The YouTube baker fighting back against deadly “craft hacks”

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Ann Reardon is probably the last person whose content you’d expect to be banned from YouTube. A former Australian youth worker and a mother of  three, she has her own cookbook, has baked for the BBC, and once made a coin-size apple pie for two baby chicks. Since 2011 she’s been using her YouTube channel to show millions of loyal subscribers how to bake and decorate elaborate cakes.

But on July 1, Reardon woke to an email from YouTube that said her latest video had been removed. “Our team has reviewed your content and unfortunately we think it violates our harmful and dangerous policy,” it read.

The removal email was referring to a video that was not Reardon’s typical sugar-paste fare.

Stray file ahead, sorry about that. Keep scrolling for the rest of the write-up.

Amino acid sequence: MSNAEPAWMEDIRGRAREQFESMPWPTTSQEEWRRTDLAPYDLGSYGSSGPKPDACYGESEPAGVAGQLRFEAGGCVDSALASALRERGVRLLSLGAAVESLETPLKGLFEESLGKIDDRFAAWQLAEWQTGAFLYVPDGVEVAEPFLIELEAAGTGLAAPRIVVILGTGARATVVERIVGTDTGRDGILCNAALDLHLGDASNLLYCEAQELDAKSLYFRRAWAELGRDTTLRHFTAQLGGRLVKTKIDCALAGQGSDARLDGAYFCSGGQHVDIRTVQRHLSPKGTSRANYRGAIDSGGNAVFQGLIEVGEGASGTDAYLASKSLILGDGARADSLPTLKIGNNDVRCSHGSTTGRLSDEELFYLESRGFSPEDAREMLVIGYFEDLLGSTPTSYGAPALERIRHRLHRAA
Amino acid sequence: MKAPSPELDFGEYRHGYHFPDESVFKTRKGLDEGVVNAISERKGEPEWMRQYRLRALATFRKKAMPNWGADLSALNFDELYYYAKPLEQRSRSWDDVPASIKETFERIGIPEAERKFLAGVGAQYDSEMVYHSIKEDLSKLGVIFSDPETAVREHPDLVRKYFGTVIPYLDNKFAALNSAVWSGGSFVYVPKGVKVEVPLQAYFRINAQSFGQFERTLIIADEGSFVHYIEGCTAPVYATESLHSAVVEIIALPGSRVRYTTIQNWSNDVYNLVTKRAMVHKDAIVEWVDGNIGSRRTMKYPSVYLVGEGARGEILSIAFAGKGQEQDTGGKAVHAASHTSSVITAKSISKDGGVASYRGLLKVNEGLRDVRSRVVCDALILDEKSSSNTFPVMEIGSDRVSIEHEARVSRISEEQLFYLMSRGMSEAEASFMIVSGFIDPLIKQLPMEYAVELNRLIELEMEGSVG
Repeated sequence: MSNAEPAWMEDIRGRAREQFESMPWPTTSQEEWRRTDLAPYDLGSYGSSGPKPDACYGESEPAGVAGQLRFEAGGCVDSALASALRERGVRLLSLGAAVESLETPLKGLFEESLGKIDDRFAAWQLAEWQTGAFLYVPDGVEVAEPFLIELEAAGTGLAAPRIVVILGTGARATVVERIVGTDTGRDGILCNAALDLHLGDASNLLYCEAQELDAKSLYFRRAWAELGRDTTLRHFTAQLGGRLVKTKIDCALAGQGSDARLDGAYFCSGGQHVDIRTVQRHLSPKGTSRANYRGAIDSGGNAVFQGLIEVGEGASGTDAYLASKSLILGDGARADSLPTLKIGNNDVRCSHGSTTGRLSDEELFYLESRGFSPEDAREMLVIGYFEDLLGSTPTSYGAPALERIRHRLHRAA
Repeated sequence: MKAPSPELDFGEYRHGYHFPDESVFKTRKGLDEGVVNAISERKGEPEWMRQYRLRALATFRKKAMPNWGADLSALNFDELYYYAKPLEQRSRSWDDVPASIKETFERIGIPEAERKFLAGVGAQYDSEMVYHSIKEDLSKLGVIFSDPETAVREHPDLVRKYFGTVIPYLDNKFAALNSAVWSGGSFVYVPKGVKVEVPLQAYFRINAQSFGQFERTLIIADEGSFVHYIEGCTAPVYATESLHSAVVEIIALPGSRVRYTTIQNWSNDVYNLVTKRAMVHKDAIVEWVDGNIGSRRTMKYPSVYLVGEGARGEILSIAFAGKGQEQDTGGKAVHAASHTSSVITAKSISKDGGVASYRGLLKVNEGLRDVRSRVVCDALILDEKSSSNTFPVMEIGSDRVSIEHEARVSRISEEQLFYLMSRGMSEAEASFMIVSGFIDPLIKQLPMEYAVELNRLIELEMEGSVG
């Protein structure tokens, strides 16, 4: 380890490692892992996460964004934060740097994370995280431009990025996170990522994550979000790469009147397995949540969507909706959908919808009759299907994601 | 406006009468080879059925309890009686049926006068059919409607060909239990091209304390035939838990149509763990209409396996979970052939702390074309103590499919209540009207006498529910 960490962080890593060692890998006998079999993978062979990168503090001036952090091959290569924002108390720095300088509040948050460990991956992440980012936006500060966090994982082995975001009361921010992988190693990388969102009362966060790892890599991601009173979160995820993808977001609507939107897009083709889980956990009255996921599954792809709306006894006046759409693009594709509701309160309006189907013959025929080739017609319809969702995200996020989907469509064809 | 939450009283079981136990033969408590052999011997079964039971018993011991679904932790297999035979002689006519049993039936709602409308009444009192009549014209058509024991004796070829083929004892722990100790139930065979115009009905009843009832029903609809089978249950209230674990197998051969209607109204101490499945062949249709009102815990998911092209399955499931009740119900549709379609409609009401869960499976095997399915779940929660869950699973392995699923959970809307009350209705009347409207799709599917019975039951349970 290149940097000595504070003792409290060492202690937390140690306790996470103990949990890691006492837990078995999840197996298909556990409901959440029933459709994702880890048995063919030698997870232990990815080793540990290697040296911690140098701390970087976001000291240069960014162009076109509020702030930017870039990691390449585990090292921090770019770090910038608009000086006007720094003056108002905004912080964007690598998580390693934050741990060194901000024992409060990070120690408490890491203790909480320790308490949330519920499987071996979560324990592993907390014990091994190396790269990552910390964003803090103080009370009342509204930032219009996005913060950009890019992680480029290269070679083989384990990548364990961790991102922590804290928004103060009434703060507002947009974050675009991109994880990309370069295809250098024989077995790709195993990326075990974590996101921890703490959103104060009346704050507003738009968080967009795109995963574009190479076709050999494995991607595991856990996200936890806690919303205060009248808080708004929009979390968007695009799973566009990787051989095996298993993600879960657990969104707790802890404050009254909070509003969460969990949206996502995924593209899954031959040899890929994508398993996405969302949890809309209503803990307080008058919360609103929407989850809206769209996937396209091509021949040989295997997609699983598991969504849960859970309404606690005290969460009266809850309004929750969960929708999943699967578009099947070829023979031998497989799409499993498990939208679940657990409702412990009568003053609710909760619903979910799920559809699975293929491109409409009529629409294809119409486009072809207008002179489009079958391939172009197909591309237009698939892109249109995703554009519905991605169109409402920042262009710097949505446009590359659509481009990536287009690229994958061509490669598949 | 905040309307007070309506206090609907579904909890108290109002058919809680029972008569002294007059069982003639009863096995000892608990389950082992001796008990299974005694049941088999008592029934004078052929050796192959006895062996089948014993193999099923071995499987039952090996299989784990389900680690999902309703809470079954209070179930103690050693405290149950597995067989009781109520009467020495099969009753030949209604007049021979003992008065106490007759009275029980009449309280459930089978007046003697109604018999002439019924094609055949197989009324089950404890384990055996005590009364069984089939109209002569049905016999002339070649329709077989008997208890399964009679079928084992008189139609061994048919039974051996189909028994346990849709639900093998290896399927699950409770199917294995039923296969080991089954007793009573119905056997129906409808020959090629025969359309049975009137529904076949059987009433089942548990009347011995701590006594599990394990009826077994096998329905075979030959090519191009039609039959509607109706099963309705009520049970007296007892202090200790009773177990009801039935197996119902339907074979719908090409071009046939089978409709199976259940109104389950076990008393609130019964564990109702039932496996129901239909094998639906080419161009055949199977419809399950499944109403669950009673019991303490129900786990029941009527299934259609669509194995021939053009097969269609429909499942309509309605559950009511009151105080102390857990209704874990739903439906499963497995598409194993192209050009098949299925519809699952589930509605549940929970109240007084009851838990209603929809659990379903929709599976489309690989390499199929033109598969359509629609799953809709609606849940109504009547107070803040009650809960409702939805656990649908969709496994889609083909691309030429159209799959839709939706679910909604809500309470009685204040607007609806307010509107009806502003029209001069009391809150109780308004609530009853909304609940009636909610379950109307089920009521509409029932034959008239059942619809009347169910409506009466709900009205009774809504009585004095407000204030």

Instead, “Debunking DEADLIEST craft hack, 34 dead,” was the latest in an offshoot series on Reardon’s channel: since 2018, she has used her platform to warn viewers about dangerous new “craft hacks” that are sweeping YouTube. The baker has uploaded 28 videos tackling unsafe activities such as poaching eggs in a microwave, bleaching strawberries, and using a Coke can and a flame to pop popcorn. 

On this occasion, she had been caught up in the inconsistent and messy moderation policies that have long plagued YouTube. Reardon’s video exposed a failing in the system: How can a warning about harmful hacks be deemed dangerous when the hack videos themselves are not? On paper, the platform bans videos that encourage “dangerous or illegal activities that risk serious physical harm or death.” But does it do so in practice? 

In her 14-minute video, Reardon warned her viewers against a crafting technique that can be deadly if it goes wrong. “Fractal wood burning” involves shooting a high-voltage electrical current across dampened wood to burn a twisting, turning branch-like pattern in its surface. On its website, the American Association of Woodturners says it poses “significant hidden risk of electrocution.” In the video Re...

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